Key Considerations in IoT Big Data and Cloud Computing

  • February 20, 2018

In 2018, the number of connected IoT devices is projected to grow to over 23 billion, according to Statista. And these devices will create a volume of 400 zettabytes of data by the end of the year, as reported by Datastax. With such an explosion in device-driven data, it’s important to have a strategy for maximizing the business impact of IoT big data, transforming it into actionable intelligence.

Naturally, many organizations are turning to the cloud as a central location to aggregate, analyze, learn from, and store IoT data; in fact, Datastax projects that 90% of all IoT data will live in the cloud by 2020. If your organization is one of the 65% of companies who are predicted to adopt IoT by 2020, read on as we share our key business considerations when planning for a large influx of IoT data.


Consideration 1: Edge Processing

With large amounts of data being generated by end devices, it’d be impractical for every data point to be sent to the cloud. Take for example the connected car. According to a presentation by Intel CEO, Brian Krzanich, the average connected car will produce 4,000 GB of data per day, and that’s just for one hour of driving a day. Organizations must decide which of these data points should be sent to the cloud for additional analysis and which are only important if they, for example, report an anomaly.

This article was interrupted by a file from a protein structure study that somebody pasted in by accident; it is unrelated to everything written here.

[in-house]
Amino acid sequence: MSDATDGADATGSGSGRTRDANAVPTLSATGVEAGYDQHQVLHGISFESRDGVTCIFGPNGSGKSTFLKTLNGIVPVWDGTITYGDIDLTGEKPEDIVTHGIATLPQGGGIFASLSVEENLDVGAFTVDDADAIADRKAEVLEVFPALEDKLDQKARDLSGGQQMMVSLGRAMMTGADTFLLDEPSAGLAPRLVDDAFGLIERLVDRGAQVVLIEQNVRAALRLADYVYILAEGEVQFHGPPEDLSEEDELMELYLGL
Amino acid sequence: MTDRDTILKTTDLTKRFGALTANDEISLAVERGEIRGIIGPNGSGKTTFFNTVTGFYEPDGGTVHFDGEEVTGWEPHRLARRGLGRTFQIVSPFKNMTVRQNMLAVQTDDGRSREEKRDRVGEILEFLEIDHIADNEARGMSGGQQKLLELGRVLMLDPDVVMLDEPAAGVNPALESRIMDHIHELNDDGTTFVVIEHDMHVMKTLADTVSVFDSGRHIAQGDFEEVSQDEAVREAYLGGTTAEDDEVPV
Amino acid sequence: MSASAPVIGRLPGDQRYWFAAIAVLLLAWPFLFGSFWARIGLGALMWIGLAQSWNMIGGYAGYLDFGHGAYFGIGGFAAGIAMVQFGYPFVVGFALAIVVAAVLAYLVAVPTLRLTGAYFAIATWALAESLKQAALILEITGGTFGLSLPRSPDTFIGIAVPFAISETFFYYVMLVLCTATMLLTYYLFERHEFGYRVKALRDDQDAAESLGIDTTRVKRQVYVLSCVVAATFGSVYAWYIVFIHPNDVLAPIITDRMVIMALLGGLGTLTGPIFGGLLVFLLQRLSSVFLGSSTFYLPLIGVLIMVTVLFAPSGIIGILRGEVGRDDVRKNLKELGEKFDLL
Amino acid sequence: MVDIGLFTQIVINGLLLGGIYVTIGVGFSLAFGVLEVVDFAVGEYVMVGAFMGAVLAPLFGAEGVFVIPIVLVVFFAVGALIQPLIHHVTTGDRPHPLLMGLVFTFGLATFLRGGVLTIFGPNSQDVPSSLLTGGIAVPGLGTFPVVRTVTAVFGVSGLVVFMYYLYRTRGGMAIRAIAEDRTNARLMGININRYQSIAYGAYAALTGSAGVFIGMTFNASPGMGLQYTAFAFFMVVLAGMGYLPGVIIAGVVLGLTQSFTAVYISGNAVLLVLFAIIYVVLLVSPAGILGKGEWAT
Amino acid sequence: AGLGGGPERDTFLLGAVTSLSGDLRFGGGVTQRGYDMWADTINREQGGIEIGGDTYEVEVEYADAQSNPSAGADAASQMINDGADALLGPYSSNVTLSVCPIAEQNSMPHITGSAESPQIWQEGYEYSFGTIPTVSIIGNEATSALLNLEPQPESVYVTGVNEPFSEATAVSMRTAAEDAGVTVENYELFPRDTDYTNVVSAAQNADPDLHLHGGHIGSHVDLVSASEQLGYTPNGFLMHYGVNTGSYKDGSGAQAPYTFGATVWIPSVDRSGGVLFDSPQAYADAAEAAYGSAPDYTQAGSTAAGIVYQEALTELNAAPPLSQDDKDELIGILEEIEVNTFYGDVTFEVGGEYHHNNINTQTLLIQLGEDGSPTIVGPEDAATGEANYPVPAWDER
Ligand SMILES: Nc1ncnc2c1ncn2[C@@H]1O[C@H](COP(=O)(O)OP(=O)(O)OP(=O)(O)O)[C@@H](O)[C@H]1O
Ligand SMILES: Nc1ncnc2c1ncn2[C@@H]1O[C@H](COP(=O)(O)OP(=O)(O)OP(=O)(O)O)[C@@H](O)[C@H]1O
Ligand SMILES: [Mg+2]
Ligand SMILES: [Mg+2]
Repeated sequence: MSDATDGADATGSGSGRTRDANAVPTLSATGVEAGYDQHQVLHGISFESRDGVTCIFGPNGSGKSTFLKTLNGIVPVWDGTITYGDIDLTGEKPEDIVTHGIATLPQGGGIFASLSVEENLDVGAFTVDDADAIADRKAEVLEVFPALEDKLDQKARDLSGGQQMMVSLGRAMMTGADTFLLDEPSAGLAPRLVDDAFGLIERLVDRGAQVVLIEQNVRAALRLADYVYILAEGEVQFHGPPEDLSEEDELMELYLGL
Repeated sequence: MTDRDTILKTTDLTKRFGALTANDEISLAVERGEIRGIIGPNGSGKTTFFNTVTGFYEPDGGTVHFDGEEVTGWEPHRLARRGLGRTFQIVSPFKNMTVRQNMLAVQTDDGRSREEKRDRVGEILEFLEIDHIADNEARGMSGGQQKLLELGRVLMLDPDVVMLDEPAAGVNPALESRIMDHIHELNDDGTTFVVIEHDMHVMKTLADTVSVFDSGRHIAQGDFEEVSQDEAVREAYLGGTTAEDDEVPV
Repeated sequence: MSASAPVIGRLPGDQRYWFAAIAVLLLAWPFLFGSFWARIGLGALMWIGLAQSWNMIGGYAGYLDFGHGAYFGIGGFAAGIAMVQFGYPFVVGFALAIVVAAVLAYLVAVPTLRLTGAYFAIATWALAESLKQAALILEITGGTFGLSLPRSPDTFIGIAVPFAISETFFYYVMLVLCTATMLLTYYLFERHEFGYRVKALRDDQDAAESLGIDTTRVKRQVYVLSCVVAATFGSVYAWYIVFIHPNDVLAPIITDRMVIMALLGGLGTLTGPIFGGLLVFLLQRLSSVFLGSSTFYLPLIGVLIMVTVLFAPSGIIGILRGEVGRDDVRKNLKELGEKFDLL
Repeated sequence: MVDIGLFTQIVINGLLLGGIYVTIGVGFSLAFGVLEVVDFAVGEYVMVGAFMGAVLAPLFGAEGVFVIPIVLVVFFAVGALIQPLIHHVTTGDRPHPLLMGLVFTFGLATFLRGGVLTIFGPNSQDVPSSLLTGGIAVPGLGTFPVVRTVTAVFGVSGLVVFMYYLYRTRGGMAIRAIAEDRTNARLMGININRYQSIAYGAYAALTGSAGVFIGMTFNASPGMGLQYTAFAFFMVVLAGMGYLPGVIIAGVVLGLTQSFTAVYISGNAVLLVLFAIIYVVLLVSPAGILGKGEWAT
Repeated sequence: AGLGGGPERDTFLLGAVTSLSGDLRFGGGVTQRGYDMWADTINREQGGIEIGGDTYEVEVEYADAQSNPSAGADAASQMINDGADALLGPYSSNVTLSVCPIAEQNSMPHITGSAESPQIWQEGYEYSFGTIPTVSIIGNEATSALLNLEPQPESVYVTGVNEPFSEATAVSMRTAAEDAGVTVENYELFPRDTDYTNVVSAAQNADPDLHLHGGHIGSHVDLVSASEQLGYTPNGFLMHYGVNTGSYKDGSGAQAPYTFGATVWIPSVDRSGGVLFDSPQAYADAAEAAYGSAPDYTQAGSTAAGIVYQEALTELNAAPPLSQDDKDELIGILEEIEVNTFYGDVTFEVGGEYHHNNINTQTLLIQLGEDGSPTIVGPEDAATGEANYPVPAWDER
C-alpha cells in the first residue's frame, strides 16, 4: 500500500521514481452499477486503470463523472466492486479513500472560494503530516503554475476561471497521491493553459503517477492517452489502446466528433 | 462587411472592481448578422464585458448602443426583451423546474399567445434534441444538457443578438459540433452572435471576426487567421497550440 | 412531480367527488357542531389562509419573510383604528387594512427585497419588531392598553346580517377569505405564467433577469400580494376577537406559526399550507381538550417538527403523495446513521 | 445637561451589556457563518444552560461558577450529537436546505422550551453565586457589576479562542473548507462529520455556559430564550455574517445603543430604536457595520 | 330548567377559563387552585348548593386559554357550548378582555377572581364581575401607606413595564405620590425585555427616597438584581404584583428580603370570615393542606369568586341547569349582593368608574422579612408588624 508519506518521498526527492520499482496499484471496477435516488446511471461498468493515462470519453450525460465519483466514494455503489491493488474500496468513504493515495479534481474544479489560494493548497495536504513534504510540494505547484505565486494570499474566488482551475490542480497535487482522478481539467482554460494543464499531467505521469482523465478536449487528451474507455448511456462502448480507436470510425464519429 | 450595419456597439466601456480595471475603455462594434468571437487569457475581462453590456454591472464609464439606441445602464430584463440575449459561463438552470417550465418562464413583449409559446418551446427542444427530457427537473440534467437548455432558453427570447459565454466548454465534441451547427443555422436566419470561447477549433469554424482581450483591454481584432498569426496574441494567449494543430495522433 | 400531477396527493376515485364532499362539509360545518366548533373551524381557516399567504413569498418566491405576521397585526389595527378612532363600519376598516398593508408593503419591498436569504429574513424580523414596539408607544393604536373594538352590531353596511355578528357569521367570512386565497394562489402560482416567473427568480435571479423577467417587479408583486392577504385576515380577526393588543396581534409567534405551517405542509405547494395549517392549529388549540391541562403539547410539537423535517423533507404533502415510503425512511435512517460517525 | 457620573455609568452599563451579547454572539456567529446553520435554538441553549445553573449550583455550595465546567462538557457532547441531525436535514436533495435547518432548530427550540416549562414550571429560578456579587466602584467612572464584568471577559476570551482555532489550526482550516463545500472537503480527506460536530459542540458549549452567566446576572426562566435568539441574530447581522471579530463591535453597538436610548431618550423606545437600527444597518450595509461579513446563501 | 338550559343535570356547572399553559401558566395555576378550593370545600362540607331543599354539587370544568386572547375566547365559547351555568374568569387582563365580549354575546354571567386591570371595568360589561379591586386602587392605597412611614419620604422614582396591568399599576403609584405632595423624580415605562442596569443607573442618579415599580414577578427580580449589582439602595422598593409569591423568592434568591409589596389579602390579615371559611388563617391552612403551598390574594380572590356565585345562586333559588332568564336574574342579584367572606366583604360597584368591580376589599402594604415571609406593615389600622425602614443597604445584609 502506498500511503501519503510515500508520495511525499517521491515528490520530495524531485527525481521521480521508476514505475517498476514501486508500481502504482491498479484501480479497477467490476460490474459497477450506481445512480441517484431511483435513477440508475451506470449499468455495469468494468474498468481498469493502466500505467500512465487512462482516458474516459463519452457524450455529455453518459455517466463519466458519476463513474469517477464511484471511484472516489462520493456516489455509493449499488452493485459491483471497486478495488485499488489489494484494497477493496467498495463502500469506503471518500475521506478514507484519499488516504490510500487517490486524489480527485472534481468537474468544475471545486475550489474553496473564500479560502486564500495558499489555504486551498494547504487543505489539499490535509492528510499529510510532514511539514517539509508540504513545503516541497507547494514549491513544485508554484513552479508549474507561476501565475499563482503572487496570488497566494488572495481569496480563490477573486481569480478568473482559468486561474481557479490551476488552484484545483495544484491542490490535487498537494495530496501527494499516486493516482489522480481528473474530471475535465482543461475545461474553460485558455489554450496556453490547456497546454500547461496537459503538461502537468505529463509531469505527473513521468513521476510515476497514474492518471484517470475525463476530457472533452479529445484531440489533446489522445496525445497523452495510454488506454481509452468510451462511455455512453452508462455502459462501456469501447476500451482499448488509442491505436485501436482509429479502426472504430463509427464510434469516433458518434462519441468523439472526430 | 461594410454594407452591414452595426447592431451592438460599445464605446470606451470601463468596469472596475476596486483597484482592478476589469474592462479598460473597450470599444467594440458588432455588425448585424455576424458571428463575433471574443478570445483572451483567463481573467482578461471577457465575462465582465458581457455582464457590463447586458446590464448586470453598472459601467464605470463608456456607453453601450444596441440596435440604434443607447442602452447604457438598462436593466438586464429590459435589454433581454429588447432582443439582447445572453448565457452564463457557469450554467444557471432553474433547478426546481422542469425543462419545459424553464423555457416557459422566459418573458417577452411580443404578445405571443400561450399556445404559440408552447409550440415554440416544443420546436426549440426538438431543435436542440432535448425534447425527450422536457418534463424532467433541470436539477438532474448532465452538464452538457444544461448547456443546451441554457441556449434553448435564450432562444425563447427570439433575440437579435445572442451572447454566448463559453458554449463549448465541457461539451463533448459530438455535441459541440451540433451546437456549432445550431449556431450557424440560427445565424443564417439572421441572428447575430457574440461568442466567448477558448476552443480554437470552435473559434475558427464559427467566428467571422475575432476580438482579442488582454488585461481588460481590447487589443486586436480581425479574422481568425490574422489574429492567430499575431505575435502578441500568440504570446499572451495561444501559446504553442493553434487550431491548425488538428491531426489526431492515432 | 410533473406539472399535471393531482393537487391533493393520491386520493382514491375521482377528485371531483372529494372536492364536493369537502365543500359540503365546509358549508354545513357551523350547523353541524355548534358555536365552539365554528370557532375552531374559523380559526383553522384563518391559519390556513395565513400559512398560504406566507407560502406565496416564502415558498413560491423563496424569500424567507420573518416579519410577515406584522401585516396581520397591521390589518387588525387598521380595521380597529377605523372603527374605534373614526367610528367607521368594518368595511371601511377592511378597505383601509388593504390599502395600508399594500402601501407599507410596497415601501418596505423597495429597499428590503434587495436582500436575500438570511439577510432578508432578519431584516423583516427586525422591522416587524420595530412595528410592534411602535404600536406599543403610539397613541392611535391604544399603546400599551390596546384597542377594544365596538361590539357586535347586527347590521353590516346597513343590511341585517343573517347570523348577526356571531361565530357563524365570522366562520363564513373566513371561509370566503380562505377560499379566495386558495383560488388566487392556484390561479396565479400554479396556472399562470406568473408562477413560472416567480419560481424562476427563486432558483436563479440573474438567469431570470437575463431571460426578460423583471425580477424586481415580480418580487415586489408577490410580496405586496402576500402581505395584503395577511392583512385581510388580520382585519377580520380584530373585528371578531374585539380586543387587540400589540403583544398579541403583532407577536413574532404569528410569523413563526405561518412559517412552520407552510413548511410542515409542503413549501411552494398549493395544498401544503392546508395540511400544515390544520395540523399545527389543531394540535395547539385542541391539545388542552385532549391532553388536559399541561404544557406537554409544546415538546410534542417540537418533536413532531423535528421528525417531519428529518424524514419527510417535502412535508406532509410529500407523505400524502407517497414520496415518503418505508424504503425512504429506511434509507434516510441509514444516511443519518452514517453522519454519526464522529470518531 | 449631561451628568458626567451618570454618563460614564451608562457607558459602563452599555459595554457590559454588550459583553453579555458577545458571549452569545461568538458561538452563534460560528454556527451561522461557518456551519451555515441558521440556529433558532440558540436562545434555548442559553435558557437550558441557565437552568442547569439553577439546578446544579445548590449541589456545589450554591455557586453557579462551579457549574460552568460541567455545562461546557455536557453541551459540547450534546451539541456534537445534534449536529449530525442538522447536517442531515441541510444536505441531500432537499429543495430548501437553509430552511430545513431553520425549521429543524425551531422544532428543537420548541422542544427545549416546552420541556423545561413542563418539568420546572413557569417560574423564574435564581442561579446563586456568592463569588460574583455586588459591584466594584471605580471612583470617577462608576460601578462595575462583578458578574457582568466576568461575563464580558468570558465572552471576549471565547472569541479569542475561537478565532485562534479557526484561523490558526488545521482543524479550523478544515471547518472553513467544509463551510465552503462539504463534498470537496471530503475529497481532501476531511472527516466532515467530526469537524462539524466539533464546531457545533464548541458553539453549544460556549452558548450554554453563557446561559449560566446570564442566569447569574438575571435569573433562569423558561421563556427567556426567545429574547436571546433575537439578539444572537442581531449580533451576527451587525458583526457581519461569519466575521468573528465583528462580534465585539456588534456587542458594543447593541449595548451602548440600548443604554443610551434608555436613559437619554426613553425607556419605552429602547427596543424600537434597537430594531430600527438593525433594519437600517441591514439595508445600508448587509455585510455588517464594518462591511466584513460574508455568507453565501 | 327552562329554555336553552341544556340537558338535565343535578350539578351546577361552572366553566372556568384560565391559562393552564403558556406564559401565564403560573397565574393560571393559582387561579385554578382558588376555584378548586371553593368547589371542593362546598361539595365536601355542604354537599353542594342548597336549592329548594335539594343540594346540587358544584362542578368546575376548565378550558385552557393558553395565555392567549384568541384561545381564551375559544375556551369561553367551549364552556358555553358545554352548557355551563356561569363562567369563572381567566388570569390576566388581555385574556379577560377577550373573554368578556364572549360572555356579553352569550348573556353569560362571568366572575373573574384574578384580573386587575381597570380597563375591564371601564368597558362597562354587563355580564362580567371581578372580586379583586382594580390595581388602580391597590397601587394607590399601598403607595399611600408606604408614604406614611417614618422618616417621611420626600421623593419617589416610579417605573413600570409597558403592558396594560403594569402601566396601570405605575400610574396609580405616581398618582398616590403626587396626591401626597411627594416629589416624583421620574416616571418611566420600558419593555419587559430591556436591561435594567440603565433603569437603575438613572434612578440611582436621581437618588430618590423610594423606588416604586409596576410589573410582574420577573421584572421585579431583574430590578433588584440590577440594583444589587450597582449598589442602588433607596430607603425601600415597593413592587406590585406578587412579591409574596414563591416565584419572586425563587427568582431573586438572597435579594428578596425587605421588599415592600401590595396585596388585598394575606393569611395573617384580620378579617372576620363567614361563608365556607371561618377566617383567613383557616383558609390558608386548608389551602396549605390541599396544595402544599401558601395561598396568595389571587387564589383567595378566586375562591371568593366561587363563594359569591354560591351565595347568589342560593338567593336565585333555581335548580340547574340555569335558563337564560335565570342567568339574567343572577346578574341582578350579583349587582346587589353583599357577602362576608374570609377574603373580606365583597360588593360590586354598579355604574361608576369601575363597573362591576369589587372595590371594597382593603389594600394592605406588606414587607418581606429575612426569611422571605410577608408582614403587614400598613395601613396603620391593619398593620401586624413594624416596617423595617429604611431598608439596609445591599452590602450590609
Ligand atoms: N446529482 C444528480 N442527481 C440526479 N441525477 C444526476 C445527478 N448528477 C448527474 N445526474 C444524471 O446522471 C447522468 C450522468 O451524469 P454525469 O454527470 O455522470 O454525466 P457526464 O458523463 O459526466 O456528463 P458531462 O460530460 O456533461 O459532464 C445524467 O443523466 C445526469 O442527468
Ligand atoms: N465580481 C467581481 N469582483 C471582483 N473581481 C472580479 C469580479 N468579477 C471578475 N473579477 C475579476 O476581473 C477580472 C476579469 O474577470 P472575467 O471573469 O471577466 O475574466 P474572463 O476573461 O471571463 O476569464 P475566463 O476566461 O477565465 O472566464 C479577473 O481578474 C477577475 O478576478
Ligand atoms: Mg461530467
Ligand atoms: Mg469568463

Further to the point, some data simply should not make the round-trip to the cloud. For example, it would not make sense for an autonomous vehicle to sense an upcoming stop sign, and send that data to the cloud and back. In addition to it not being timely given potential latency issues, it adds an unnecessary burden to the system.

Clearly defining what data can and should be processed at the edge — either for immediate action like a stop sign or for anomaly detection — is an important first step in an IoT data strategy. Closely following, organizations should seek to identify data that can be aggregated at the edge and sent in that form to the cloud for deeper analysis vs data that needs to be sent in real-time.


Consideration 2: IoT Data is not Traditional Data

Unlike data most organizations are used to working with, IoT data is often unstructured and come from noisy devices that are recording any number of data points — from temperature to time stamp, location to motion and more. To make sense of these data points, it is often helpful to couple them with external data sources.

As a result, cloud platform vendors have created specific solutions, like Amazon’s AWS IoT Analytics, for analyzing IoT big data. These platforms provide tools to effectively analyze massive volumes of IoT data, allowing you to collect only the data you want from your devices, applying mathematical transforms to process the data, and adding device-specific metadata before storing the processed data where it can be analyzed via SQL queries.

The lesson here is that standard analytics or BI tools will likely not be a fit for your IoT data. Prepare in advance for this eventuality by examining IoT-specific analytics solutions like AWS IoT Analytics.


Consideration 3: Cloud-Based Machine Learning